Stomach cancer often does not have symptoms in the early stages. When signs do appear, they may be mistaken for less serious problems such as indigestion or heartburn. This means stomach cancer often is not found until it spreads.
Stomach cancer symptoms may include:
- Abdominal pain or discomfort
- Loss of appetite
- Heartburn, indigestion or ulcer-type symptoms
- Nausea and vomiting
- Bloating or swelling in the abdomen
- Diarrhea or constipation
- Feeling of fullness after eating small amounts of food
- Bloody or black stools
- Unintentional weight loss
These symptoms do not always mean you have stomach cancer. However, if you notice any of them for more than two weeks, talk to your doctor. Even if they are not signs of cancer, they may signal other health problems.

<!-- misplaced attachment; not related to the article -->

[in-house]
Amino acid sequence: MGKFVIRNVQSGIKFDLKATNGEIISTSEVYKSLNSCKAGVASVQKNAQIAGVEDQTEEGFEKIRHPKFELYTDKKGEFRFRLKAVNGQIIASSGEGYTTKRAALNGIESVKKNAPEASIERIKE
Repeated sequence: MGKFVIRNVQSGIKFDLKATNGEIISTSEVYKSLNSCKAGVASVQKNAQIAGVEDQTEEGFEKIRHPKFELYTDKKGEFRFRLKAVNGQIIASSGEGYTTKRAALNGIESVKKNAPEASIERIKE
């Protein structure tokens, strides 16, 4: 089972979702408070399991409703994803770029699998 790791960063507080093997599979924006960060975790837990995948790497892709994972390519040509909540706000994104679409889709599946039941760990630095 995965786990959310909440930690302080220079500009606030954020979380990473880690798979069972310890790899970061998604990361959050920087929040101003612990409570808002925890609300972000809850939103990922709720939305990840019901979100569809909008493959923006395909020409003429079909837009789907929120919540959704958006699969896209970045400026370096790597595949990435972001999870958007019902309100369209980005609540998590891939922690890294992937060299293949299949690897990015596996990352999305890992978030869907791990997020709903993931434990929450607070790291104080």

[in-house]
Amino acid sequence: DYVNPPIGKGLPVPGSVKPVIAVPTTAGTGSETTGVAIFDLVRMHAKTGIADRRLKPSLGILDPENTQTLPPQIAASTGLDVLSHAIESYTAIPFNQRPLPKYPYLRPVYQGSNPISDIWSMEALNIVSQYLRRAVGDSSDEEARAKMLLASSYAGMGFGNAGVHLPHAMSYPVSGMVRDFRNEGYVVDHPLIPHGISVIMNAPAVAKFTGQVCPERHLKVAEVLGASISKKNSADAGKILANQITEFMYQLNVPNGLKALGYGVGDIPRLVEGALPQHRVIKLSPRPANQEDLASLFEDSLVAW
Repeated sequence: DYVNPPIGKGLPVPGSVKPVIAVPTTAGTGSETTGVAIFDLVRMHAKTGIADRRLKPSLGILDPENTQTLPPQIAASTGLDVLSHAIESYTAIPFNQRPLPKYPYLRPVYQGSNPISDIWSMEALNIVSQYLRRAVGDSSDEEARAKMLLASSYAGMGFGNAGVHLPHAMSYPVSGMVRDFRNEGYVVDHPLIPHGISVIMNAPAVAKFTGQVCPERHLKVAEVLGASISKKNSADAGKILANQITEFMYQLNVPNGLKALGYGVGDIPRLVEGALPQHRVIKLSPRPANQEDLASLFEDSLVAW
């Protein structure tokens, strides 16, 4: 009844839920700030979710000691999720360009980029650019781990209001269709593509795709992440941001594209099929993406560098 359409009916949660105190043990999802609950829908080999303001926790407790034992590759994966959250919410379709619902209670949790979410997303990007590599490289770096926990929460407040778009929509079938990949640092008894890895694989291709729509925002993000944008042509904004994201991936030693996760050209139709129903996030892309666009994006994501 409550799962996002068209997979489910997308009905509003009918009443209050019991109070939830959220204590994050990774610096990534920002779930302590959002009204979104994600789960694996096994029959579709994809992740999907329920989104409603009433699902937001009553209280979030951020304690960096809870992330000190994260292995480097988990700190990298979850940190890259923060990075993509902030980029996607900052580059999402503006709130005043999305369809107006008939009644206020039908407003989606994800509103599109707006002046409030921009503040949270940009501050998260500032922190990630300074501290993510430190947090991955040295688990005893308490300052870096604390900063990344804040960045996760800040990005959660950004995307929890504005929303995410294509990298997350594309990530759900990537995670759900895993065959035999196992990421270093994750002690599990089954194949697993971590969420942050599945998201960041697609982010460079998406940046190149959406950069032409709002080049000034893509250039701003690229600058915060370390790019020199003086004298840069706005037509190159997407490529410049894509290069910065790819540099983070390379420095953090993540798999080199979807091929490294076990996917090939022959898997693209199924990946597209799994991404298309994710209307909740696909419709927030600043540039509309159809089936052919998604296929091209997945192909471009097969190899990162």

Behavioral and lifestyle changes can help prevent stomach cancer. Visit our prevention and screening section to learn how to manage your risk.
In rare cases, stomach cancer can be passed down from one generation to the next. Genetic counseling may be right for you. Visit our genetic testing page to learn more.
MD Anderson patients have access to clinical trials
offering promising new treatments that cannot be found anywhere else.
Due to our response to COVID-19, all blood donations at MD Anderson
Blood Donor Center locations are being held by appointment only.